Sunday, April 23, 2006

Young Choreographers' Showcase

I recently designed lights for Young Choreographers' Showcase 2006 (YCS), which is a biennial dance show that WashU puts on to, well, showcase the works of student choreographers. Earlier this year, I designed lights for another dance concert, Style/Form, which was a senior thesis performance for Justin Huebener and Allison Califano. I didn't get a chance to write a post about it, but that show was a really great experience for me; I learned many valuable lessons about designing dance shows (see the post below this one). Style/Form also took place in the same performance space as YCS, which meant that I got to leave most of my lights hung. Since I already had most of the equipment already in the space, tech for YCS was a very pleasant process; there were no late nights in the theatre, and since I had tech support (in other words, warm bodies to do my bidding, and a budget), I didn't have to do everything myself. At least in part because tech was so nice, I think the lights for YCS turned out very well, and I just got hold of some pictures of the performance, so I'm excited to get those posted and discuss them a bit. I didn't take most of these photos; I believe I am within my rights to post them, since this size is freely available from David Marchant, the photographer, but don't ask me if you want to copy them or something--ask him. I did take the shots that are from Style/Form, however, and those are Creative Commons licensed, so do whatever you want (so long as you follow the license). Also, if you have access to a CRT monitor, I recommend it for viewing these photos--the colors will be much nicer on a CRT than they would be on an LCD.


Allison Califano

This piece was a repeat from Style/Form, and it was very fast-paced and angry. Allison wanted a leafy, foresty look, so she asked for patterns on the dancers, and in Style/Form, I wasn't able to get it to work very well. However, with a second chance at it, I used more saturate colors and changed the instrument focus a bit, and the leaf patterns showed up quite well this time, I think. An unexpected side effect of the bright green cyc is that whenever the dancers were in silhouette, they left weird blue streaks as they moved. It was clearly a trick of the eyes, but it still looked very cool. Picture 9 IMG_2136.JPG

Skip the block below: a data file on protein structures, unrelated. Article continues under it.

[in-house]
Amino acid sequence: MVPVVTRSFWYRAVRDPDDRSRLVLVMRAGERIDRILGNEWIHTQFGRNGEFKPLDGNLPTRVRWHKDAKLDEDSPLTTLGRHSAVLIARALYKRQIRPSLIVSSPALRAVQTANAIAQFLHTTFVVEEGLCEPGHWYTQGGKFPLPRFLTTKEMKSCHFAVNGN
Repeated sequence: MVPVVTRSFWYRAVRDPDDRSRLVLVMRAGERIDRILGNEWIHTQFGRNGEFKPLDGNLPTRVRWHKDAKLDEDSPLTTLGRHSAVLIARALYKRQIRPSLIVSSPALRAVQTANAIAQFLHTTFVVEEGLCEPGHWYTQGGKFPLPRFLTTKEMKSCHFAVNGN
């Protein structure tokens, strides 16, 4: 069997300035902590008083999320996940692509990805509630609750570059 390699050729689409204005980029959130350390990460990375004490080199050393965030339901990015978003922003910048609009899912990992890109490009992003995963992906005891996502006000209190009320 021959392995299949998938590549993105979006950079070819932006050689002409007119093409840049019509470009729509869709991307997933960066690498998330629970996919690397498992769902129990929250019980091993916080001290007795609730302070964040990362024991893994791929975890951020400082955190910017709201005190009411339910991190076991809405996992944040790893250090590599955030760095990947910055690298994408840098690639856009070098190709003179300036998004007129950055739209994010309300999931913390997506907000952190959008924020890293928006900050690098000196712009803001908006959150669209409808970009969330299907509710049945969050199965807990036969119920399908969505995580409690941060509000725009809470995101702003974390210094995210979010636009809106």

Decompose. Recompose

Heather Wigmore

Heather didn't really have any clue what she wanted in the way of lighting, so I took the opportunity to play a bit, and use a lighting technique that I've seen Charlie Chapman use from time to time: having intense complementary colors from opposite angles. Where the lights blend, they create white, and the shadows cast by each light are actually the areas illuminated by the other color, so it actually makes all the shadows colored rather than black, which I think looks neat. I don't think I was completely successful in mimicking Charlie's work in this piece, but I still like the overall effect, especially on her face. Picture 1

Alone Everybody

Laura Vilines

This dance was divided into three sections; I am posting pictures of the first and last section. This dance discussed themes of solitude and becoming part of a group. All of the lighting is very saturate because Laura wanted bright colors (look at the accents on the dresses). The first section is the orange one, and it was a short solo section for Laura; she stood in that pool of light and considered breaking out of it, but never really managed to. That's the solitude part. The second scene was blue, and involved lots of group work. That represented the group--what everybody else was doing. The third section is the red photo, and it involved similar choreography to the second section, except this time it told a story about a girl going from solitude to becoming part of the group. My lighting for this dance very closely mirrored the music; it was bright and fun and happy, and for the last piece ("It's Oh So Quiet" by Björk), I went with the mood changes almost exactly. This seemed to work, because the choreography was very open and forthright. Picture 10 Picture 3

Drifting into Focus

Patricia Engel